My interactive map of Canada uses the SIMILE project’s Exhibit and Timeline scripts to pull georeferenced data from a Google spreadsheet. This project was funded in part by a grant from the Foundation for Canadian Studies in the UK, and I designed this as a resource for those teaching and researching Canadian literature from outside Canada. However, anyone else who wishes to use it is most welcome: just drop me an email to get access to the spreadsheet.
My interactive map of modernist Paris also uses the SIMILE scripts to plot points related to John Glassco’s Memoirs of Montparnasse, and information relating to other significant figures within literature and culture in the early decades of the twentieth century.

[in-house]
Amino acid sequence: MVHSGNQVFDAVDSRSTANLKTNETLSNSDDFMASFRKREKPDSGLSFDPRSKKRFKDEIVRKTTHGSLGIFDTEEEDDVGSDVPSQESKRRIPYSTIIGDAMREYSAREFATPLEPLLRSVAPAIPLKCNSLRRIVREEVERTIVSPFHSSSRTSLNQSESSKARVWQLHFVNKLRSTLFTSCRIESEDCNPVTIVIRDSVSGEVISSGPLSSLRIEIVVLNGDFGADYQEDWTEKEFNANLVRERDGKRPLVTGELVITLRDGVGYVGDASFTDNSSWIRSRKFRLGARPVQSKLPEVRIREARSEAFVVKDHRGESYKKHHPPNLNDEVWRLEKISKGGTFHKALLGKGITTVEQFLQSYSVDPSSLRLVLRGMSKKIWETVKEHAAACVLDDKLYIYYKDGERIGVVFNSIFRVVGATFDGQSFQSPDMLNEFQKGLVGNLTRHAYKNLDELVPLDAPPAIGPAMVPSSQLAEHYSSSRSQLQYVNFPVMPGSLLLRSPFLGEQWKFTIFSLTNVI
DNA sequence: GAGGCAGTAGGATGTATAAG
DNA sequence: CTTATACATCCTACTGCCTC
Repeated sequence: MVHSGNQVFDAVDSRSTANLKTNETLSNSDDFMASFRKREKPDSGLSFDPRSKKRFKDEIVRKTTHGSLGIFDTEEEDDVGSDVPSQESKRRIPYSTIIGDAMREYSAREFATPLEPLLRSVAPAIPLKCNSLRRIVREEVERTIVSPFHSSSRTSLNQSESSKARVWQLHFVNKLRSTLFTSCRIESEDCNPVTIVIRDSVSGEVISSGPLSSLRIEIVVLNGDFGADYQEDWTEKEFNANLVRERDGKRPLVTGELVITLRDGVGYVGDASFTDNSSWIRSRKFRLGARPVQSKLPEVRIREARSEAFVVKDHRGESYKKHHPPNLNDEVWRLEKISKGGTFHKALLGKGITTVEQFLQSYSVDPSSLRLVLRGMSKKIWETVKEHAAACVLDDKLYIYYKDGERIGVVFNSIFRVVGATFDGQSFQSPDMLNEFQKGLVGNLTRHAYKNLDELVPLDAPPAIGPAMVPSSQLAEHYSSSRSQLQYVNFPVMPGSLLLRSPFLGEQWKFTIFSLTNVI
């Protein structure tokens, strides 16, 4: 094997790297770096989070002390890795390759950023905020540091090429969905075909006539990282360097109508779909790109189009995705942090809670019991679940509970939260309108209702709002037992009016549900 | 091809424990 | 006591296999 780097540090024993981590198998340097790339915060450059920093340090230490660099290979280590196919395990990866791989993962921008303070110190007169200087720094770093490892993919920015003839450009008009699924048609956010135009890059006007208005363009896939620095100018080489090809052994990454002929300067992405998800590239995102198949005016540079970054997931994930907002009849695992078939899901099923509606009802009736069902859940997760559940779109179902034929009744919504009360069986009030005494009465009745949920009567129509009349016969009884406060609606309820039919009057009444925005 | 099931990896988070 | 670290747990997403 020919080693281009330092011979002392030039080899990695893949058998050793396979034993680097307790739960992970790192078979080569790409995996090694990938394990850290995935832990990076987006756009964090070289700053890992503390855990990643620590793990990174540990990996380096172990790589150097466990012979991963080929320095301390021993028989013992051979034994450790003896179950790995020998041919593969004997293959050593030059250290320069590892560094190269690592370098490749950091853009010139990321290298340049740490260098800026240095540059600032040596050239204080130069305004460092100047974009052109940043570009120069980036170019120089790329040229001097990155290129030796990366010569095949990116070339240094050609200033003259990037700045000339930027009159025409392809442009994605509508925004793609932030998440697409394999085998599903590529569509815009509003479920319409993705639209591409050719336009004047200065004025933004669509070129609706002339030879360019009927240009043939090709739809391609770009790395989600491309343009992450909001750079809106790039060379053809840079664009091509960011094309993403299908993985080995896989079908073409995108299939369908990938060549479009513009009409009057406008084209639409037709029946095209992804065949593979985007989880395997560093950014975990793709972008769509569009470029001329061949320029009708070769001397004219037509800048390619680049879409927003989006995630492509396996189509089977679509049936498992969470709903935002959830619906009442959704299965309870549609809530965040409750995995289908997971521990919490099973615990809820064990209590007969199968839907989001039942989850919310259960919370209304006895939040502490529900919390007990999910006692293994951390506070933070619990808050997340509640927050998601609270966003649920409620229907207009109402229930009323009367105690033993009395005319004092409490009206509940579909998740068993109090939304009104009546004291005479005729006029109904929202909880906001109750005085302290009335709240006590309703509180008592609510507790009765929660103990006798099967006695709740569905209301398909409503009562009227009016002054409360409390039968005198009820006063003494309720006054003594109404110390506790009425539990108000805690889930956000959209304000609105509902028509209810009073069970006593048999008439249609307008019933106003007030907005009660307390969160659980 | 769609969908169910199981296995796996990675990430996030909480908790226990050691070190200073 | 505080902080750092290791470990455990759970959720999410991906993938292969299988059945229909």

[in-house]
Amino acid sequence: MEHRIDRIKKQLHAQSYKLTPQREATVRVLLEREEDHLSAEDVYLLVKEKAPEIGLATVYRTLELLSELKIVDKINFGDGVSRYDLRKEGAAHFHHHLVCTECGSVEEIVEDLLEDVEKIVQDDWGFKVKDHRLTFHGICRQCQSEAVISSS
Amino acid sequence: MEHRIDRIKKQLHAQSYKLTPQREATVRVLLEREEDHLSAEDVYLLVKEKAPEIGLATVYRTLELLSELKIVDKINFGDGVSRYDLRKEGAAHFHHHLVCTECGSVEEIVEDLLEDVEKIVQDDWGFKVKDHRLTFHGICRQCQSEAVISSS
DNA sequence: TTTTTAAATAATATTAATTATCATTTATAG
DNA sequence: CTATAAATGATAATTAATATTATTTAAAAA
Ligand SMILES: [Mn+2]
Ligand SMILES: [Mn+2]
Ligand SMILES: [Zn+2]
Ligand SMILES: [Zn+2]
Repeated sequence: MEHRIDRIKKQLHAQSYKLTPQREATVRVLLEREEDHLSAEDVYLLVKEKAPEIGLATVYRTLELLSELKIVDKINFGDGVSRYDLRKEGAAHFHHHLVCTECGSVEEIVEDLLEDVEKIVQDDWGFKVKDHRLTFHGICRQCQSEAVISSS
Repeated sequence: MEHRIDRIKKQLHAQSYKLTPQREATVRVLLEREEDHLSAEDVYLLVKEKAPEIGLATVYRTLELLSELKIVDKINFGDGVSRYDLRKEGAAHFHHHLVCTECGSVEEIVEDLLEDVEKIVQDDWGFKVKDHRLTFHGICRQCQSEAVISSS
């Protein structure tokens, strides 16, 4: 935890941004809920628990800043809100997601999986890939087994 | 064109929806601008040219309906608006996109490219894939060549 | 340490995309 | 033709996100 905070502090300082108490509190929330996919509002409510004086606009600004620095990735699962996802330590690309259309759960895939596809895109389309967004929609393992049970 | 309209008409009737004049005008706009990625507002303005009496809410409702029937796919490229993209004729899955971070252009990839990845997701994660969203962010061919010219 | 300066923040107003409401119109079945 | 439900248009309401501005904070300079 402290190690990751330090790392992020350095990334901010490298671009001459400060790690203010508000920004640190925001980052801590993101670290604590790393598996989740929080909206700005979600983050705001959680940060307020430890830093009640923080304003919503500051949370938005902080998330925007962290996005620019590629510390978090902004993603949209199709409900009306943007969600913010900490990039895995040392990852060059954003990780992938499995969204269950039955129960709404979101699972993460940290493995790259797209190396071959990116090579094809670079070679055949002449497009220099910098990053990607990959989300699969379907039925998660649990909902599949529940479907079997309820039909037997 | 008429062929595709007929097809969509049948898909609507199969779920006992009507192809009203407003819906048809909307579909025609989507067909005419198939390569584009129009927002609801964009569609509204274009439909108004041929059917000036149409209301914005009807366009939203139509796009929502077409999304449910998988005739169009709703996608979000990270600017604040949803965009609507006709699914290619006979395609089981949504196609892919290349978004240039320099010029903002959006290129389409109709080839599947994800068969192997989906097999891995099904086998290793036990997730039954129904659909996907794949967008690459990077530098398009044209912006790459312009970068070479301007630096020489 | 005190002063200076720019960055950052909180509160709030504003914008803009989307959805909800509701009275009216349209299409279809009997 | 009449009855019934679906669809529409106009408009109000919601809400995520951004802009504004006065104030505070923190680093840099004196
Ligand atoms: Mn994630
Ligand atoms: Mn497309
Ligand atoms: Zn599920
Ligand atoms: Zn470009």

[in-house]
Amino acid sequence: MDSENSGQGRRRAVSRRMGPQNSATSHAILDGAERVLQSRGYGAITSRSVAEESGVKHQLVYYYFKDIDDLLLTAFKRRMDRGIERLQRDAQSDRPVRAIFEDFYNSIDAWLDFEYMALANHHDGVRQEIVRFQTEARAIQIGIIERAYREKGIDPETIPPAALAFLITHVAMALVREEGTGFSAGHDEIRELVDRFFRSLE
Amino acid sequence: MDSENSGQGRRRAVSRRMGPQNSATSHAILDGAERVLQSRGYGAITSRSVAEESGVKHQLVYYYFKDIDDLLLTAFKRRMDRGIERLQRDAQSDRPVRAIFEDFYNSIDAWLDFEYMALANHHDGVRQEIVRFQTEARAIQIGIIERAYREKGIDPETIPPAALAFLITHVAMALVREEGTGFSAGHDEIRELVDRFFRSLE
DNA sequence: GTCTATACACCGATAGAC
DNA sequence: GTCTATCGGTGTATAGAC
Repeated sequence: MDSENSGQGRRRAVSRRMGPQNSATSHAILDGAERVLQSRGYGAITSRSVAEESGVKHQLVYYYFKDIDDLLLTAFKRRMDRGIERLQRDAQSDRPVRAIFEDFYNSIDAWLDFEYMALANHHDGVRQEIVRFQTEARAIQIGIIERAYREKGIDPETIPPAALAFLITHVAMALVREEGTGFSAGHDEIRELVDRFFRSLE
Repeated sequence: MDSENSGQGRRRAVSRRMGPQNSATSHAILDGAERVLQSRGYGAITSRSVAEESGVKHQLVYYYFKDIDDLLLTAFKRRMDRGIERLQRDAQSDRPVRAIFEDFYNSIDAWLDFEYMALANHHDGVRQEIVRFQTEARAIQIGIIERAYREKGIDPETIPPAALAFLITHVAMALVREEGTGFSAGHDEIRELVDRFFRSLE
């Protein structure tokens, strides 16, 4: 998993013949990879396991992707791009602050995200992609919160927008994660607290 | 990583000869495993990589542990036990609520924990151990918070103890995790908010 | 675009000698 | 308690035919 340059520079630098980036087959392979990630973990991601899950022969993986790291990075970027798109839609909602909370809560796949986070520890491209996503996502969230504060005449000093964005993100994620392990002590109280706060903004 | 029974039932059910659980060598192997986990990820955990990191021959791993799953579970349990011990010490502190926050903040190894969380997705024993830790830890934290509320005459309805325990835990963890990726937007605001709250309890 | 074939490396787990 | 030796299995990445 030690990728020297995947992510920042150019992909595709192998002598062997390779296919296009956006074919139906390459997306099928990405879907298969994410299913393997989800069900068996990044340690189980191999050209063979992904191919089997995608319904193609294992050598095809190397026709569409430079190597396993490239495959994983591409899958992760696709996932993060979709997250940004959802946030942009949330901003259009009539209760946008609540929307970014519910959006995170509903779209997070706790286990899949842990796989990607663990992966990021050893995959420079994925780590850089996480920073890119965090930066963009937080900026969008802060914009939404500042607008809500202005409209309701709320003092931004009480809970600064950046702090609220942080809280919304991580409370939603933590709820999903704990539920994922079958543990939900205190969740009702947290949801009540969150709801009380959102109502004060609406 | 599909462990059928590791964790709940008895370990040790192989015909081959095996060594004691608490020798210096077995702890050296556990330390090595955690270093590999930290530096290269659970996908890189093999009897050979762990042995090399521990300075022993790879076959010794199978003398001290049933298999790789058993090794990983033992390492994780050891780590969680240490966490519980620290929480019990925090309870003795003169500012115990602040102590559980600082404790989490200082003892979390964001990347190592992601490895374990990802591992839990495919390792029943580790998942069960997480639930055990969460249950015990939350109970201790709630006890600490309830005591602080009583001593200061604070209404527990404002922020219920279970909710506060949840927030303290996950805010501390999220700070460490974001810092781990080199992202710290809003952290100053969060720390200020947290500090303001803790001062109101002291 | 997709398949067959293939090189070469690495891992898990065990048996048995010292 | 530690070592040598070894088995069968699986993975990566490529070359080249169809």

This map of the locations in the final section of Alistair McLeod’s No Great Mischief was built as an experiment to practise D3.js. If you’ve read this book and wondered what it is like to cross the Canso Causeway in a storm, find that place on the map and click on the book icon and you’ll find out.
Here are two visualisations of the places referred to Lilian Pizzichini’s biography of Jean Rhys, The Blue Hour.
The second, created with the QGIS plugin Qgis2threejs, is a mockup (using very inadequate data) of the places in London that are mentioned most often in The Blue Hour.